By Fikru Helebo
There was an interesting article earlier this week on the Washington Post which quoted an unnamed Pentagon official who characterized the policy pursued by US Department of State towards Somalia as a failure. It was dispatched by a correspondent who was traveling with the US Secretary of Defense, Robert Gates, on his visit to Djibouti and the Middle East. What made the article interesting was that it leveled a categorical criticism of US policy and it was made just a day before a visit to Ethiopia by Condoleezza Rice, the US Secretary of State. The unnamed Pentagon official not only criticized the State Department's policy but also went on to suggest an alternative policy that will shift US support from the Mogadishu based Transitional Federal Government of Somalia to the Hargesa based Republic of Somaliland by giving recognition to the former British colony of Somaliland.
There is nothing new about a tug of war between the Pentagon and the State Department in setting US foreign policy. In fact, a struggle between the two Departments has been a defining feature of American foreign policy making since the end of World War II, but disagreements between the two Departments are rarely aired in public. This public criticism of the official policy of the State Department on a high profile issue such as this one by the Pentagon indicates to me that there is a serious split among American foreign policy makers on what US policy should be towards Somalia in particular and the volatile Horn of Africa region in general and a change of policy may not be that far off.
Although the suggested alternative solution in the article does not address the fundamental problem with Somali politics, which is clanism, I think this recognition of the US policy towards Somalia as being a failed policy should be welcomed by all who have a stake in American foreign policy towards the Horn of Africa region. Even if H.R. 2003 gets through the US Senate, it is not realistic to expect any changes in American foreign towards the Horn of Africa region before 2009, since 2008 is an election year, a year that will be overshadowed by the US Presidential election, and since the lame duck Bush Administration has unwisely invested too much of its political capital on the dictatorial Ethiopian regime and it has very little incentive to change its policy with only 13 months left in the White House.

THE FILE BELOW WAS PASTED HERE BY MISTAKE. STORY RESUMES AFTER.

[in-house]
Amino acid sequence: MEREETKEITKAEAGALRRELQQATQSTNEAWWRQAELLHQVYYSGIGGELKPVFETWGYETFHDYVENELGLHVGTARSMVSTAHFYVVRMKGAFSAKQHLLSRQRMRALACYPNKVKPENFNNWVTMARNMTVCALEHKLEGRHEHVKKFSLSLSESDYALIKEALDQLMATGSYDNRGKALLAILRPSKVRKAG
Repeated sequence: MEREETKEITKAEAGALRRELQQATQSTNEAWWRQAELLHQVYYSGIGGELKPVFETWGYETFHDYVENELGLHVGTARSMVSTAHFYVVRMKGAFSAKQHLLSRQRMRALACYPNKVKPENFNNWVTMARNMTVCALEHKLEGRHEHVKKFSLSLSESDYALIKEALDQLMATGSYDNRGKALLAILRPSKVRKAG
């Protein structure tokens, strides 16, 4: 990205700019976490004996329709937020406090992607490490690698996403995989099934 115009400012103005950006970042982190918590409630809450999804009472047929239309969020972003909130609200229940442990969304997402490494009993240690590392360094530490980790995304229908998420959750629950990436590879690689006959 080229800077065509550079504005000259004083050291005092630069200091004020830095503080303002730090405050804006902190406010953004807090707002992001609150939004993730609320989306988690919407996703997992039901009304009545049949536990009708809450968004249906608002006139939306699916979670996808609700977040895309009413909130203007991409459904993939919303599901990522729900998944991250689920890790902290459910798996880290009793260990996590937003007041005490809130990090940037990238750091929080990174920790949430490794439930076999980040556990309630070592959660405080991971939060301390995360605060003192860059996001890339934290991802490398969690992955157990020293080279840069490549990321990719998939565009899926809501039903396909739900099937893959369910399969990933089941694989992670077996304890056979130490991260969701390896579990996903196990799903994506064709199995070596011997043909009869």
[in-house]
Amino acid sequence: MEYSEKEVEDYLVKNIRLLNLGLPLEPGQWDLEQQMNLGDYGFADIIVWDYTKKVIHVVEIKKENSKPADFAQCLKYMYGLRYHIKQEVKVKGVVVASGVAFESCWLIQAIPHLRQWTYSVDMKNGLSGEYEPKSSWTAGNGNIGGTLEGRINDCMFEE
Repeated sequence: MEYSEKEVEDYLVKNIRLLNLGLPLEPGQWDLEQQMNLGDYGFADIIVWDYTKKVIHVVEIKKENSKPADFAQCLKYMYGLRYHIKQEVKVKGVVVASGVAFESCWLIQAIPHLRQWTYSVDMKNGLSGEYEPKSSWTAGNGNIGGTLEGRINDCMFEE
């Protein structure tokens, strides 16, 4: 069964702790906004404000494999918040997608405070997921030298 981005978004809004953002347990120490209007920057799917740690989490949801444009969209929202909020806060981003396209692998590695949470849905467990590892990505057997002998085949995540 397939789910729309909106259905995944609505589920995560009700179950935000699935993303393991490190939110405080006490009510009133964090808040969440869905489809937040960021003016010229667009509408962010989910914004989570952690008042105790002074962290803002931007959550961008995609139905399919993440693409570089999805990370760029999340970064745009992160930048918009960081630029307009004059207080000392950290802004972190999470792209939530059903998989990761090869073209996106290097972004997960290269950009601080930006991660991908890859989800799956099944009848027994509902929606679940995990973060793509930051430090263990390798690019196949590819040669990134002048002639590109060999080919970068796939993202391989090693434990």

The good news is that 2009 is not that far away and I believe there will be a change in American foreign policy towards the Horn of Africa region within the next two years regardless of which party takes the White House in the 2008 election. So, now is the time for those of us who want the US to adopt a policy that serves both American long-term security interests as well as the interests of the citizens of the Horn of Africa nations to double our efforts in lobbying US government officials and influential Americans to effect the right kind of changes in American foreign policy towards the Horn of Africa. H.R. 2003 is certainly a tool that can be used towards this objective, but it should not be seen as an end in itself.